Update: Aldis wrote in a comment:
To clarify the takeaway message: we weren’t actually training fluid intelligence. Fluid intelligence has been shown to rely on fundamental cognitive abilities like working memory and attention, and the games were designed to train those underlying abilities. Training on fluid intelligence tasks would be like teaching to the test.
In a talk, “Can HD-tDCS Enhance Cognitive Training”, Aldis Sipolins describes a ‘wildly ambitious’ cognitive training study called the INSIGHT Project. Funded by IARPA, the study combined rigorous exercise and HD-tDCS-enhanced cognitive training in an attempt to increase ‘fluid intelligence’. 518 subjects, half of whom underwent pre and post fMRI scanning, undertook a 16 week course of combined exercise and brain training. The results? Anodal HD-tDCS improved performance on 3 of 6 brain-training video games but had no effect on transfer, i.e. the improvements did not transfer to general intelligence. As a result tDCS will not be a part of the study moving forward.
- Partnered with Aptima to create a suite of six brain-training games. Games were ‘adaptive’, i.e they increased in difficulty as the subject’s performance improved.
- Montage used was 2 x 2 (4 electrodes) designed by Soterix to affect DLPFC (dorsalateral prefrontal cortex). Dosage was 2mA for 30 minutes. Training started once current ramped up.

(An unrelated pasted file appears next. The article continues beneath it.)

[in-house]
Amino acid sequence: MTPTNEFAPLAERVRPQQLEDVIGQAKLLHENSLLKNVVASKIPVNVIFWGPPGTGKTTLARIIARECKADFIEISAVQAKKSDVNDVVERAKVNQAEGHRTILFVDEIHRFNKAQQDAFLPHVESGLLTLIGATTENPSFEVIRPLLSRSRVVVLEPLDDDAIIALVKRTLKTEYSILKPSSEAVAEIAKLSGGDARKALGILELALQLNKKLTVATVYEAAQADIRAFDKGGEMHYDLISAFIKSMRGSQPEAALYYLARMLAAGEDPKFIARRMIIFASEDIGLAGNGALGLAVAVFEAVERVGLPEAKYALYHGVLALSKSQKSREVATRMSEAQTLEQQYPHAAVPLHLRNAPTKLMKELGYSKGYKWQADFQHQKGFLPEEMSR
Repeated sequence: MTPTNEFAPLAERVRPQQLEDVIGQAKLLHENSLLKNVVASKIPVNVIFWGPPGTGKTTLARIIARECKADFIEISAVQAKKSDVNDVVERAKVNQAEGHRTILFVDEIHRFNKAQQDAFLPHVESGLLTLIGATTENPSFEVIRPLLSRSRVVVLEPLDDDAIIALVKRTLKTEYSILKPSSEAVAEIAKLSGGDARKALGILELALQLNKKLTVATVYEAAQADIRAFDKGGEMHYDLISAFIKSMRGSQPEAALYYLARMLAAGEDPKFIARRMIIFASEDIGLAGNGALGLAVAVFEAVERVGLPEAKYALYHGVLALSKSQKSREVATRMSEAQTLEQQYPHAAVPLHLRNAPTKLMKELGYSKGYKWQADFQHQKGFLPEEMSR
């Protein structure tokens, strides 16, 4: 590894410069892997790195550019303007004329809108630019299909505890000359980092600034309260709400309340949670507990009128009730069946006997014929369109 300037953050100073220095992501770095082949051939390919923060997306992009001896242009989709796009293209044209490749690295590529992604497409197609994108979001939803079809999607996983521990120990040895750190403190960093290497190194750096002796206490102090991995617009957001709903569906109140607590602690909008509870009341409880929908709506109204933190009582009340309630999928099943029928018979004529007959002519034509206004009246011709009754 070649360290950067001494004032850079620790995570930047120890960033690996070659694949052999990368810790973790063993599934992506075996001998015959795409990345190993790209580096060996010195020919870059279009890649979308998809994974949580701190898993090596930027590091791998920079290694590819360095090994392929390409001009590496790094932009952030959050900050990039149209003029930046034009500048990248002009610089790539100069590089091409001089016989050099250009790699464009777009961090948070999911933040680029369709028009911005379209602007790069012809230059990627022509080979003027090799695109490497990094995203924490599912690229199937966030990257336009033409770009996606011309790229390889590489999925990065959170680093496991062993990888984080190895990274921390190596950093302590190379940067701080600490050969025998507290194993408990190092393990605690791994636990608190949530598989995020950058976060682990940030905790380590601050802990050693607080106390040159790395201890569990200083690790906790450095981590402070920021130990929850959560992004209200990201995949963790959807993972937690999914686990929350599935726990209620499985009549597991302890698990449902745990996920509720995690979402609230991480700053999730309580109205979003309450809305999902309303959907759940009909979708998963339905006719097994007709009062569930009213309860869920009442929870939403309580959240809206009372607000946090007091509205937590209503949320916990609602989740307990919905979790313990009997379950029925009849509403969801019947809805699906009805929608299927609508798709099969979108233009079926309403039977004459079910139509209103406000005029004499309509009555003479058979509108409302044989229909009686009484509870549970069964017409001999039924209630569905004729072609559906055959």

- BOMAT (bochumer matrices) test was used to determine whether enhanced game performance transferred to fluid intelligence.
- A future study on the INSIGHT Project will include a Mindfulness meditation segment and include nutritional supplements (brain shake).
In a recent Reddit thread when asked what he’d do differently, Aldis Sipolins said:
1) Include a cathodal group, with the hope that it impairs performance. Vince Clark suggested that impairing performance during cognitive training may have led to greater transfer. Kind of like how strapping weights to your body when you train makes it easier to move once you take them off.
2) Include a tDCS group that doesn’t complete the exercise intervention. It’s possible that exercise masked the effects of tDCS.
I would personally like to thank Aldis Sipolins, Art Kramer, and everyone at the Lifelong Brain and Cognition lab for some excellent science!